All of the Baltimore clippers were built along the same lines, so the kit can be built at any scale between 1:40 and 1:96.  1:40 would be a very small schooner, and certainly would not have carried a topgallant, at least from what I have read in a number of books. On the other hand, 1:96 would be a huge topsail schooner, and more likely would have had three masts. I chose to work at 1:48. At that scale the cannons will pass for 6 pounders, and the larger gun could be a 12 pounder - which some Baltimore schooners carried. It would be a bit short for a "long tom" cannon.

 

****

 

Henry (popeye2sea) makes a good point about the reef tackles and bowlines. They are shown in Petersson's drawings, which he made from a model of the Experiment in a Swedish museum. Presumably the model had all this rigging. But the topsails on schooners were much smaller than sails on larger square rigged ships, and the whole idea of the schooner rig was to reduce complexity.

 

Looking at photos and drawings of topsail schooners I definitely do not see the bowlines. According to zu Mondfelds's Historic Ship Models bowlines were no longer used in the later 19th century.

 

However I do see what appears to be reef tackles in photos of the Pride of Baltimore II. I also do not see lifts on the topsail yard.

 

But the La Recouvrance does appear to have lifts.

 

Lynx doesn't appear to have bowlines, reef tackles or lifts.

 

There are a lot of variations in topsail schooner rigs. Some have a boom for the fore gaff sail and some have a boom for the fore staysail. Others have neither boom. Some have a fore gaff topsail and others have a main staysail. There are three versions of the main gaff topsail. There is a lot of variation on the flying jib - if the ship has one. I am beginning to think you can rig your model any way you want and there probably was/is a real schooner that was rigged that way at some time!

 

I hope this helps. There is a lot of variety in the rigs of existing topsail schooners. I have been puzzling over the rigging for a few months now, trying to decide how I will rig my model.

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Very interesting rigging diagram.  In my opinion most of the lines for the fore yards are mislabelled, which would lead to much confusion. Here is what I see when I look at this rigging plan.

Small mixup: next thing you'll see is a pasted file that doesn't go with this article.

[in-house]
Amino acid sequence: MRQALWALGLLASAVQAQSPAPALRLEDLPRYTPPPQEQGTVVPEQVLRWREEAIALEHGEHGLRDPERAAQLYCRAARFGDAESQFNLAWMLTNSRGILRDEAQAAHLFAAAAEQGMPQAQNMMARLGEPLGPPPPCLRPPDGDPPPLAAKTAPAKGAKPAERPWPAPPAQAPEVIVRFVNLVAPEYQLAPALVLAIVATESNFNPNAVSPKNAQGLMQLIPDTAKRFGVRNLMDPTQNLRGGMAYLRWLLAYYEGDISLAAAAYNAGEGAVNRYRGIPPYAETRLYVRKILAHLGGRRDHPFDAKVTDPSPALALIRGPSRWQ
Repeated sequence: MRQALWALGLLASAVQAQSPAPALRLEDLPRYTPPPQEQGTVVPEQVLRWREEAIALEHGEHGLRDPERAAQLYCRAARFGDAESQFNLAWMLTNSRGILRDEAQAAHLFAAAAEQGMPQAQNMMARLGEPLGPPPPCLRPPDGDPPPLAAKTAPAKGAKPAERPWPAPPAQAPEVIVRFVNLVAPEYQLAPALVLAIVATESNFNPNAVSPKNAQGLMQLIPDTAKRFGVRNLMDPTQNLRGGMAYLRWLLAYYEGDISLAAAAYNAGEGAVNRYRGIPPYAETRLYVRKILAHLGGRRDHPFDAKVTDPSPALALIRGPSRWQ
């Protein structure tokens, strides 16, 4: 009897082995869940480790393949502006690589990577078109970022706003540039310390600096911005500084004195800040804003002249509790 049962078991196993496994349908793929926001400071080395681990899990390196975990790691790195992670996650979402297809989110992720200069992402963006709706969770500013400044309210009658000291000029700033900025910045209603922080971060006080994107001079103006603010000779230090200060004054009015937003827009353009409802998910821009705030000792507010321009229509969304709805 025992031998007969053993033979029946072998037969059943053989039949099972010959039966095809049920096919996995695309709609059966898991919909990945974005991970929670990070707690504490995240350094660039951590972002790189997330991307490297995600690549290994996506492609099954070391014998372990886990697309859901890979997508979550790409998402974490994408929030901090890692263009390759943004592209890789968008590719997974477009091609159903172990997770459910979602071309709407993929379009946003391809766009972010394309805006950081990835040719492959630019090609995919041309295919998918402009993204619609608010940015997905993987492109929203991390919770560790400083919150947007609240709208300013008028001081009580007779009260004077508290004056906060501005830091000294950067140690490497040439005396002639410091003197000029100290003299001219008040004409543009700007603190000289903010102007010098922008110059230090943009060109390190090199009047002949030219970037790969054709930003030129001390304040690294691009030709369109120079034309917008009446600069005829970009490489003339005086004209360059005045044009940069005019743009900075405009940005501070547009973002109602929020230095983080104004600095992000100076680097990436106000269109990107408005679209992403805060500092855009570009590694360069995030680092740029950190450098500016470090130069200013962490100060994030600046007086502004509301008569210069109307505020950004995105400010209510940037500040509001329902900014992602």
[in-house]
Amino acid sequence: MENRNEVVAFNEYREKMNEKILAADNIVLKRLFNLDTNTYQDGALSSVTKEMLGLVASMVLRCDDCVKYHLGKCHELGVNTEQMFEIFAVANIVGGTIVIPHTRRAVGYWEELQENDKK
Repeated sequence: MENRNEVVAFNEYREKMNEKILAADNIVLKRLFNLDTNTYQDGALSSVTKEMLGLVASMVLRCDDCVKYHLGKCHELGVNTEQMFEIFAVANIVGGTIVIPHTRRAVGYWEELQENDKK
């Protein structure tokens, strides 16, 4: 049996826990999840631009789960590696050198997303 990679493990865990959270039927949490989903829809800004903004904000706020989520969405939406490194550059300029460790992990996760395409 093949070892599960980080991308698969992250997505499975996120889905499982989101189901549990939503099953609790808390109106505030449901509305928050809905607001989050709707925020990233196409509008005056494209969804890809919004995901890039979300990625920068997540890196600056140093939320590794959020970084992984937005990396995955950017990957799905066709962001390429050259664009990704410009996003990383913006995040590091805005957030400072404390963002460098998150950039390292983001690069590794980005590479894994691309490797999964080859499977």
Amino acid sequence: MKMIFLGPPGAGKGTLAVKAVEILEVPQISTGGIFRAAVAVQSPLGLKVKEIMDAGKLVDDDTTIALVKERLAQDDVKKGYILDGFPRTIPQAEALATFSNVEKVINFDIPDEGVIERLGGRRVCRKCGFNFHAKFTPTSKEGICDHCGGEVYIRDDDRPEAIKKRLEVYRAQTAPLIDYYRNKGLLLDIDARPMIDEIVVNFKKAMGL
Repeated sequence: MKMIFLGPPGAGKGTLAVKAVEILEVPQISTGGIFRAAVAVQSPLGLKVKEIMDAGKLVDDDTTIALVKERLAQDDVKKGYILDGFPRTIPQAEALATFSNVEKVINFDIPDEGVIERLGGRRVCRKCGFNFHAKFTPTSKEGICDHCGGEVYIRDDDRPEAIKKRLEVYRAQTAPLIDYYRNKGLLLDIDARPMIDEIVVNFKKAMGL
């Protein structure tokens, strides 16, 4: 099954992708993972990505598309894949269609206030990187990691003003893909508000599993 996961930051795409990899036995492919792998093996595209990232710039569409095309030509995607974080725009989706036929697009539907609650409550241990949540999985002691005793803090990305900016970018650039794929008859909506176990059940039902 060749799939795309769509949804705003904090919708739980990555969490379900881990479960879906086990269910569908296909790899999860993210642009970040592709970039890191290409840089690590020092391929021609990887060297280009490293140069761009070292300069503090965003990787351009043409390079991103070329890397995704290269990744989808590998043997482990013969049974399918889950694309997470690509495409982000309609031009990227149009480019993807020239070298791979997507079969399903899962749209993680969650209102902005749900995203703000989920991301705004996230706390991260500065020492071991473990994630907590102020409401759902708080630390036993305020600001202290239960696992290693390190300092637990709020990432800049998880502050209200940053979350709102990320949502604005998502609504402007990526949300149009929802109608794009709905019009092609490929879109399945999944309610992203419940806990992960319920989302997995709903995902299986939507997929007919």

On the fore yard (the lowest yard on the fore mast) the brace has been labelled as a flag halliard.

Also line number 37 appears to be the topsail sheet tackle.  If you follow it up from the deck you first come to the single block for the tackle then the sheet leads up through a block hanging under the yard( next to the number 36 on the diagram) passes along underneath the yard and up through a sheave at the yard arm and then up towards the block for line number 35, which appears to be the topsail clew.  This all makes sense if you are rigging as shown in the diagram with no sail set and the yard in its lowered position.  However, all of the  above has been labelled the fore sheet, which makes no sense at all.

 

The fore yard has lifts that lead up to blocks just under the cap, line number 36.  But there is no halyard shown for this or any of the other yards.

 

On the topsail yard( the middle one).  This is again shown in its lowered position with no sail set.  The brace is labelled as the upper topsail brace.  It has lifts (line 34) leading up to blocks at the collar at the top mast head. It also has no halyard shown.  However, the line number 33 which is the combined topgallant sheet and clew (similar to the topsail) is missing its lower lead once it passes through the sheave at the topsail yardarm.  It is mislabelled as upper topsail sheet.  

 

On the topgallant yard (the uppermost yard) , line number 31, which is the topgallant lift is labelled topgallant sheet.  Once again no halyard shown for this yard

 

With regard to the halyards, I do not know if they were led through sheaves in the mast or blocks seized to the mast but they should be placed above the point where the yard is at maximum height but below the attachment point for the corresponding lifts.

 

Also, in my opinion, the fore topgallant backstay (number 16,17) should attach at a point closer to the topgallant stay (thats the uppermost stay).  They should be working in opposition to each other.

 

Regards,

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Henry,

 

Thanks for that critique.  I have been puzzled by the rigging diagram in the Albatros kit. Some of it didn't make any sense to me (how can you have a fore royal stay when you don't have a royal?), so I decided to look elsewhere for topsail schooner rigging ideas. I really haven't put too much study time into it yet (way too many other things happening right now) so I haven't decided how I will rig my model.